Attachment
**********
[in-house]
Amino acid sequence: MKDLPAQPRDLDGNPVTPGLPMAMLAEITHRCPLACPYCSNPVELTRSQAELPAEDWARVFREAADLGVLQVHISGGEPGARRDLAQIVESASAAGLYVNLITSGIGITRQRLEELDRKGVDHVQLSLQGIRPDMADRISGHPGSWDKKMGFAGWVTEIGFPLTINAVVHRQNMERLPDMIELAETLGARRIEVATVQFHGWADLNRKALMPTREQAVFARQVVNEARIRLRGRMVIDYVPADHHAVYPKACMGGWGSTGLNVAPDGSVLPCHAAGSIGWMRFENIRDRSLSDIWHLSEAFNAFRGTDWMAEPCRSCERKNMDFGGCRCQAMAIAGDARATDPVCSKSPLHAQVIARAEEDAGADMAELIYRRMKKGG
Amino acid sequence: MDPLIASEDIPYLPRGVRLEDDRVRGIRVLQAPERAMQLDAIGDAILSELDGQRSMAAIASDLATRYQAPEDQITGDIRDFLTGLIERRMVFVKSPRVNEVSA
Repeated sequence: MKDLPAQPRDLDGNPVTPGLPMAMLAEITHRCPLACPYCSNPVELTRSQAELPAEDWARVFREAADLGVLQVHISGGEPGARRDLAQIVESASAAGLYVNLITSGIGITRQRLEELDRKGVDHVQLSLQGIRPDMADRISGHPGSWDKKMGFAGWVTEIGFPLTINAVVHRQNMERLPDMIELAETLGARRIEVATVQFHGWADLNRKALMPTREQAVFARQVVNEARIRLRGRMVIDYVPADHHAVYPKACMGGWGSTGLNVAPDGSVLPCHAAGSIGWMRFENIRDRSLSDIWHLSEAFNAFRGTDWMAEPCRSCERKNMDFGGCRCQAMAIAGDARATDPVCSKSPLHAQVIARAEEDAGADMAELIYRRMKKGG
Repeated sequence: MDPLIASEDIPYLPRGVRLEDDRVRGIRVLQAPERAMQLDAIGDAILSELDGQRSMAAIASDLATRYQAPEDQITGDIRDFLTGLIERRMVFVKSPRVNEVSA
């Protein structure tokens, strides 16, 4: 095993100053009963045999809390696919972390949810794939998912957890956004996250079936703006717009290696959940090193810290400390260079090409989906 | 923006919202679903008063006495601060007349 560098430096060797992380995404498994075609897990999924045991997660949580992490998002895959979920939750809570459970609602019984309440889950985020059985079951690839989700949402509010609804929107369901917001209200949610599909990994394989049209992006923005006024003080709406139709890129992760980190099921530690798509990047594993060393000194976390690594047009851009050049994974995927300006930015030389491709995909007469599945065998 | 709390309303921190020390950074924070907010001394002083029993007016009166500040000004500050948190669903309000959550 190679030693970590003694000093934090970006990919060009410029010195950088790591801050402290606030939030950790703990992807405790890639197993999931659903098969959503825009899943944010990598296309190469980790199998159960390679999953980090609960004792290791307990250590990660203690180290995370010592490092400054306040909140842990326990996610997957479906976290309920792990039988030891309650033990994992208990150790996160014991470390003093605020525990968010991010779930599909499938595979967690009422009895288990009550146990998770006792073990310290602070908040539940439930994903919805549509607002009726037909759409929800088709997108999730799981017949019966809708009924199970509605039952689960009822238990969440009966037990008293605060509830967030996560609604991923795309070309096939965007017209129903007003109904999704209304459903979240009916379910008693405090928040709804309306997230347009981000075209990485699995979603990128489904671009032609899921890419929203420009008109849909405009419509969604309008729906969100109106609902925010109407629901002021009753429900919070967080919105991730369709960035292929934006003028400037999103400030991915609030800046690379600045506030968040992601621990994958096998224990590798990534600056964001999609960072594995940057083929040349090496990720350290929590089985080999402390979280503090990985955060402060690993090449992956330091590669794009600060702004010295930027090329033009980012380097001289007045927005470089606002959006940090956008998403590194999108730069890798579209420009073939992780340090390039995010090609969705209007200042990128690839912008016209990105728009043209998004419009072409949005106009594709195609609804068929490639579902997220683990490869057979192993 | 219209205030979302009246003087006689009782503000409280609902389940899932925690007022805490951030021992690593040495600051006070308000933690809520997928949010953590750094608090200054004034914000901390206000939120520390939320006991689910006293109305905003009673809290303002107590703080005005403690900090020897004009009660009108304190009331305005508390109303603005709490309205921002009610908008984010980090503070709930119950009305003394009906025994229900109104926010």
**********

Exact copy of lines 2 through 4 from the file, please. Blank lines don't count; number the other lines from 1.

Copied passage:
Amino acid sequence: MKDLPAQPRDLDGNPVTPGLPMAMLAEITHRCPLACPYCSNPVELTRSQAELPAEDWARVFREAADLGVLQVHISGGEPGARRDLAQIVESASAAGLYVNLITSGIGITRQRLEELDRKGVDHVQLSLQGIRPDMADRISGHPGSWDKKMGFAGWVTEIGFPLTINAVVHRQNMERLPDMIELAETLGARRIEVATVQFHGWADLNRKALMPTREQAVFARQVVNEARIRLRGRMVIDYVPADHHAVYPKACMGGWGSTGLNVAPDGSVLPCHAAGSIGWMRFENIRDRSLSDIWHLSEAFNAFRGTDWMAEPCRSCERKNMDFGGCRCQAMAIAGDARATDPVCSKSPLHAQVIARAEEDAGADMAELIYRRMKKGG
Amino acid sequence: MDPLIASEDIPYLPRGVRLEDDRVRGIRVLQAPERAMQLDAIGDAILSELDGQRSMAAIASDLATRYQAPEDQITGDIRDFLTGLIERRMVFVKSPRVNEVSA
Repeated sequence: MKDLPAQPRDLDGNPVTPGLPMAMLAEITHRCPLACPYCSNPVELTRSQAELPAEDWARVFREAADLGVLQVHISGGEPGARRDLAQIVESASAAGLYVNLITSGIGITRQRLEELDRKGVDHVQLSLQGIRPDMADRISGHPGSWDKKMGFAGWVTEIGFPLTINAVVHRQNMERLPDMIELAETLGARRIEVATVQFHGWADLNRKALMPTREQAVFARQVVNEARIRLRGRMVIDYVPADHHAVYPKACMGGWGSTGLNVAPDGSVLPCHAAGSIGWMRFENIRDRSLSDIWHLSEAFNAFRGTDWMAEPCRSCERKNMDFGGCRCQAMAIAGDARATDPVCSKSPLHAQVIARAEEDAGADMAELIYRRMKKGG